Another common subject of my conversations with Charlotte Abergé was her dreams. She always felt a strange physiological need to report, in rich details, her dreams to me; they were very bizarre ones, too. I did not know if her nightly images were a fabrication of her expansive imagination or the subconscious manifestation of her strong will, but she failed in living up to any of them.
Charlotte Abergé had a fabulous life, yet so unlived.
The author paused. She noticed the time that had passed; the light was now fainting and she could hardly see the marks she made on the paper. Nevertheless, she could not stop writing. In her head, she could picture all the things she wanted to express.
At this point, you might doubt the truthfulness of my words. In the beginning of this text, I said that Charlotte Abergé had an extremely ordinary life and that you probably knew her. I think it is only appropriate for me to correct a small mistake: I am sure you know of a Charlotte Abergé, a girl full of dreams, a girl with the capabilities of attaining them.
Why should you, then, make the same mistakes I did? Why should you make the same mistakes I regret today? Why should you be so heartless as to let Charlotte Abergé sink in the darkness of the un-trodden path? Why should you make her wonder if she could have filled an aching void with her dreams? I beg you, if you know Charlotte Abergé, do not, in any way, allow her to live a fabulous, unlived life.
Tell her to wander about all the myriad lands of Neopia, from the rising heights of Faerieland clouds to the depth of the magma core of the globe. Tell her sail fearlessly into the Neopian oceans, since any outcome, even in the most turbulent waters, would still be preferable over consternation of not having travelled at all.
Feed her curiosity about the world. Feed her with the knowledge in the Neopian books, from the titles of Happy Times with Rainbow Blumaroo to Advanced Thermodynamics and allow her to gain not data, but understanding. An understanding that would flourish in any situation, against any conditions – that would stand despite any challenges, and if unchallenged, would be readily put to valuable use.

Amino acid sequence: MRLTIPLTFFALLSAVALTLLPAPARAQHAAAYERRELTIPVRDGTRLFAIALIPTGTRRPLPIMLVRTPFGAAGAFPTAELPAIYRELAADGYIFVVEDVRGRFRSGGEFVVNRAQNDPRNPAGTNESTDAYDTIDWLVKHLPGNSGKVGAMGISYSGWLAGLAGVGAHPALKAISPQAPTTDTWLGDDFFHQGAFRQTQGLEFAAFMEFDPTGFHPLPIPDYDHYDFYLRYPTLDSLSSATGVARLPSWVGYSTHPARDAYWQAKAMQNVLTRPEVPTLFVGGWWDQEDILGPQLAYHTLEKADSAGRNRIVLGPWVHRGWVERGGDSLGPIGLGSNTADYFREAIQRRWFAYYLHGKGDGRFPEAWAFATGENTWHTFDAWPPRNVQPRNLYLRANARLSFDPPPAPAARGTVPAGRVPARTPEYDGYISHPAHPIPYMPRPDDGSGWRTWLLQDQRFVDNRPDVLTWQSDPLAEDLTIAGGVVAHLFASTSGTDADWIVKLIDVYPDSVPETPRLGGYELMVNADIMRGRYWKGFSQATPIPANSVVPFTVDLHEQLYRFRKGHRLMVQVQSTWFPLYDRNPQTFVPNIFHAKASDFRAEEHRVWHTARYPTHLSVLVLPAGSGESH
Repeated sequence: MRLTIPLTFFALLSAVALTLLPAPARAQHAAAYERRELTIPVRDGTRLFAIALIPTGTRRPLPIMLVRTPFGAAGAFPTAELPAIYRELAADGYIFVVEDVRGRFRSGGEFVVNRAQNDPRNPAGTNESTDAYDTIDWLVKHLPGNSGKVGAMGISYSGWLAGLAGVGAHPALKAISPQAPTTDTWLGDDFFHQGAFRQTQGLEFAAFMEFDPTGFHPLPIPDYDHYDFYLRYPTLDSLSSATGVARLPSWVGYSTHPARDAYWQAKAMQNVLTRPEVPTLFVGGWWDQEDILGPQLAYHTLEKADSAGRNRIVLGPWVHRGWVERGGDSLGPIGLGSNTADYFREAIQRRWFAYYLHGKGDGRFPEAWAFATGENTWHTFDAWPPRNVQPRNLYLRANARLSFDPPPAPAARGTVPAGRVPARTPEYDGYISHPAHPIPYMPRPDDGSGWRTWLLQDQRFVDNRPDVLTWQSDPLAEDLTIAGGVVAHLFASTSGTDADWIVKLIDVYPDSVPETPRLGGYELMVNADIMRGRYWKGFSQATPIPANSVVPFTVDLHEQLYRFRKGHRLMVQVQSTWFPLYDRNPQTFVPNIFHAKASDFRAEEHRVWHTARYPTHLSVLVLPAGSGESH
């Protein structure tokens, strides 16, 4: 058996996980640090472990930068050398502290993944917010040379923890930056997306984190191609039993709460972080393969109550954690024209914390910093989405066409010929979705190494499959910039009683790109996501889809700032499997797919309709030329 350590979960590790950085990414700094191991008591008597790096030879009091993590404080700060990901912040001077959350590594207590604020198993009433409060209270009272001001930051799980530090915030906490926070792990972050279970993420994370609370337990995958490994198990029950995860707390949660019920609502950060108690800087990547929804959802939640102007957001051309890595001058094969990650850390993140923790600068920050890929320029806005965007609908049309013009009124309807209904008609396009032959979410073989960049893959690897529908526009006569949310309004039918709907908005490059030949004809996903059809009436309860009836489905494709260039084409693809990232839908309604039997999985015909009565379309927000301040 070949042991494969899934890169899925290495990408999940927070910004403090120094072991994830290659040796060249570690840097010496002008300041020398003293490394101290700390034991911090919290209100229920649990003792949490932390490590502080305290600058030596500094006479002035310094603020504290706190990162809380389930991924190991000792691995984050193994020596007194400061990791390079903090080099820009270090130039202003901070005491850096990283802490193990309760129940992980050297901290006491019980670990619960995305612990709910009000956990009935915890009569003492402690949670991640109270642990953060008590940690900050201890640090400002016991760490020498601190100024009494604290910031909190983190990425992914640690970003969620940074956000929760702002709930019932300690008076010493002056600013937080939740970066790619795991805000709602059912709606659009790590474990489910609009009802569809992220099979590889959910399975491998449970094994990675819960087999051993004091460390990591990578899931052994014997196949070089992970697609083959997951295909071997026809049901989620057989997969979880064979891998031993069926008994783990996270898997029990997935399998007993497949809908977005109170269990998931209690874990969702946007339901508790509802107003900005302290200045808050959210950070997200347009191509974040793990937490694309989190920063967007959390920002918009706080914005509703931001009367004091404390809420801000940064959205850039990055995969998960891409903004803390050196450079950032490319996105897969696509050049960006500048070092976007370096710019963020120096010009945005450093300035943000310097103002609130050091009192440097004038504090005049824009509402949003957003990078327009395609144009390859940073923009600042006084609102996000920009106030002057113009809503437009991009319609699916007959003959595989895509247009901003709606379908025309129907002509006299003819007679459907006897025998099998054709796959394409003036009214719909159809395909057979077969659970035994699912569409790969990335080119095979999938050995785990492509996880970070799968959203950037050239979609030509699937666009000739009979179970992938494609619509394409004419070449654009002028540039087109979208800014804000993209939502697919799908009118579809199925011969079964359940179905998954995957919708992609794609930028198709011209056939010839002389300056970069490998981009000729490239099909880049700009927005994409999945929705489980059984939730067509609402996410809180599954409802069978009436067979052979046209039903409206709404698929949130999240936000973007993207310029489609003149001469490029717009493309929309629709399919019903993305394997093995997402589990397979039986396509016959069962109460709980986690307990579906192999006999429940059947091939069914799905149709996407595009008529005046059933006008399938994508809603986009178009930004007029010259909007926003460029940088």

Do not lead her into believing she is “just average,” for she is not. No one is. She is special, and she has potential to accomplish the most special. Do not lead her into fear of embarrassment or fear of disapproval for being more than what some would have expected from her, for she is there to overcome, to overachieve.
Do not stop her from savoring joy because there is not a single feeling that is better than the sweet taste of success. And if it be bittersweet, I still think is better nothing. Do not stop her from touching the stars because every time her fingertips meet the bright light, her body and her mind absorb some if its incandescent quality and reflect as she shines over the skies.
The author paused, again. She pressed her body against the window to borrow quaint rays so she could reread her work. She considered if her words were effective enough, acknowledging, on the back of her mind, that she would never be fully satisfied with it. Adamantly, she determined that this very message had to be conveyed to at least one person; she asserted, “one more Neopian who reads means one less Charlotte Abergé.”
It was now awfully dark outside. The writer thought it was still better than being awfully dark inside. Before her quill came to a full stop, she signed her name at the bottom, right corner of the page: Charlotte Abergé.